I arranged a visit to meet with Motorola's contracts team. And then I thought, why not invite Coase? He was long-since retired and had just won the Nobel Prize, but he still had an office at the law school, and still participated occasionally in activities of the school's law and economics program. So I wrote him a note and invited him to come along. To the astonishment of some of my faculty advisors, his secretary called a few days later to say he would be pleased to join me.

I picked Prof. Coase up at his home and drove him out to Motorola headquarters in suburban Chicago, where we spent the afternoon quizzing the lawyers and the system's developers, and where we had lunch in the company cafeteria. Coase, then a spry 80 year-old, asked the most interesting questions, and delighted our hosts with stories about the company's early history. At the end of the day, Coase thanked me for inviting him and for serving as chauffeur, and told me to let him know when I was next going to take to the field. I was stunned from beginning to end.

I graduated law school, but after a very brief time practicing at a Silicon Valley firm I returned to consulting, which I had done for a decade before. That in turn led to my first book, Unleashing the Killer App, which took an early look at how the Internet was changing the nature of business strategy.

But the insight that grounded Killer App came to me at a conference, listening to engineers talk about how open networking standards could simplify connections between devices and users. And I thought, ah, it's all about transaction costs. In my notes of the conference, I wrote down, simply, "Coase!"

Chapter Two of Killer App argued that Coase was the father of the new economy, where technology in the market was reducing transaction costs more quickly than technology inside firms, which couldn't adapt as quickly. The result, I said, was that firms would get smaller, or even virtual — a simple corollary to Coase's 1937 observation, which I called "The Law of Diminishing Firms."

I sent Coase a draft of the chapter, and he quickly sent back a stern handwritten note to say that I had misread some things. (Coase was notorious for his plain-spoken criticisms.) We should meet for lunch soon, he said, so he could set me straight. Of course I agreed immediately, and met him, tail tucked firmly between legs, at a nearby coffee shop a few days later. As it turned out, my sins were more venal than cardinal — I had erred mostly in a few biographical facts about Coase, which were easily corrected.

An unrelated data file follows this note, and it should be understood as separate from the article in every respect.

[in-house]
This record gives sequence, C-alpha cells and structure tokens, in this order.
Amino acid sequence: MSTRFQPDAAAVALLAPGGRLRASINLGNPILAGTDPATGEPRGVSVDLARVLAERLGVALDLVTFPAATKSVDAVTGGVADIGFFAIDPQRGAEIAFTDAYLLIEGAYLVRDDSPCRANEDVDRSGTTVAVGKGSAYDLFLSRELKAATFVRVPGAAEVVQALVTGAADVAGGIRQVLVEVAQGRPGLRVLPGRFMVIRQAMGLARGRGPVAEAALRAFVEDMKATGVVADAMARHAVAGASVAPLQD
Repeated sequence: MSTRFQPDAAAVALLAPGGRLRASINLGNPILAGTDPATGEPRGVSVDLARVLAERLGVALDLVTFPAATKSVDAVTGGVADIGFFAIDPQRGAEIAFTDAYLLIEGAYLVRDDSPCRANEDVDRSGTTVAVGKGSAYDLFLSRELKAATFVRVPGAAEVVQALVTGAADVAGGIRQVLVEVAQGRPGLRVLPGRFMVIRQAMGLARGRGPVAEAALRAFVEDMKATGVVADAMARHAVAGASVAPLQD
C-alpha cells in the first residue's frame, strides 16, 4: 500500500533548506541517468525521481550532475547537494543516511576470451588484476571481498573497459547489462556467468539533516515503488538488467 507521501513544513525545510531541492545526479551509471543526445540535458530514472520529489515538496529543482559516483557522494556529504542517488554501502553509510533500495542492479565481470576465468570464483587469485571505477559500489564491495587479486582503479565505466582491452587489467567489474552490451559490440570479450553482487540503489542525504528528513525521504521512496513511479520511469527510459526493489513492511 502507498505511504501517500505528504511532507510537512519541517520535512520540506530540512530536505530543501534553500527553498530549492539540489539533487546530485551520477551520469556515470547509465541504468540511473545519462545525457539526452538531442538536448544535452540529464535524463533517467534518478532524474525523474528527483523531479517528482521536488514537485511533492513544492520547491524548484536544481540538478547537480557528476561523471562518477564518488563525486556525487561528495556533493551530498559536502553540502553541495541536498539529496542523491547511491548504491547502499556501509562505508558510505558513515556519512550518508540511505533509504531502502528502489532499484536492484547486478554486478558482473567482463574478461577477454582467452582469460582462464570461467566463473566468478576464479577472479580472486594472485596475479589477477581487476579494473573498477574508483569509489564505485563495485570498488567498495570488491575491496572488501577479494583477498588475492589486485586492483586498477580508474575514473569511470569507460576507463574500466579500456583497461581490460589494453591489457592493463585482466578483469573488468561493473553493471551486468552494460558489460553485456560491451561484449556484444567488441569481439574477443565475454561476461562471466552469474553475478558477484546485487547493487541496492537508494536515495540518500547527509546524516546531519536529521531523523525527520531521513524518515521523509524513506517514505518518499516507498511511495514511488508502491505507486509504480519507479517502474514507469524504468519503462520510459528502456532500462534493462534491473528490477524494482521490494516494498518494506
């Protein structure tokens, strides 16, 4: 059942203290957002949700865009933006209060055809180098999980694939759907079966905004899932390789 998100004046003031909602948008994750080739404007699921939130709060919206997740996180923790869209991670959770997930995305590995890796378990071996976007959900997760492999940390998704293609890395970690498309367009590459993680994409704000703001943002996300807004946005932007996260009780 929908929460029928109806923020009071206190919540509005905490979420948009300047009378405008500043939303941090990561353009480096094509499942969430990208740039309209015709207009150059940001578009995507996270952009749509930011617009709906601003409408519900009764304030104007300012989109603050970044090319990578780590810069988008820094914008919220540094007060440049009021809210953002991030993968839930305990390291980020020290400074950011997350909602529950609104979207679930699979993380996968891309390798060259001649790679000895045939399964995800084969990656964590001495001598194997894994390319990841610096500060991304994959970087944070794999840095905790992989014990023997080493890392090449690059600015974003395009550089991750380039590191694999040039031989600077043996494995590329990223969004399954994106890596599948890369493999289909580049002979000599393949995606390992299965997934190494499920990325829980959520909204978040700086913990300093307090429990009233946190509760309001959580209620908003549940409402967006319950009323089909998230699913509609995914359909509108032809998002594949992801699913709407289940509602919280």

The revised chapter met his approval, or in any case did not generate any further disapproval. When I invited Coase to come to the launch party for the book, well, he came, and patiently answered questions from some very surprised attendees, who didn't expect a Nobel laureate to show up for a book party for a non-academic publication. I had long ceased being surprised by anything Coase did or did not do.

Since then, Chapter Two of every book I've written has been about the impact of Coasean economics on whatever I'm writing about, whether business strategy, technology deployment, or regulatory policy. But in truth, every chapter, every book, every blog post I've written is, in some sense, in debt to Coase. If not his insights, then certainly his work ethic.

Most of the obituaries, remembrances, and accolades he will deservedly receive in the coming weeks will focus on his groundbreaking work, his uncompromisingly critical mind, and his devotion to his field. I will read all of these. But I will be tempering these portraits of a daunting intellectual giant with fondness for the Ronald Coase I had the pleasure to know, a man who was inexplicably kind to me whenever I asked him for help.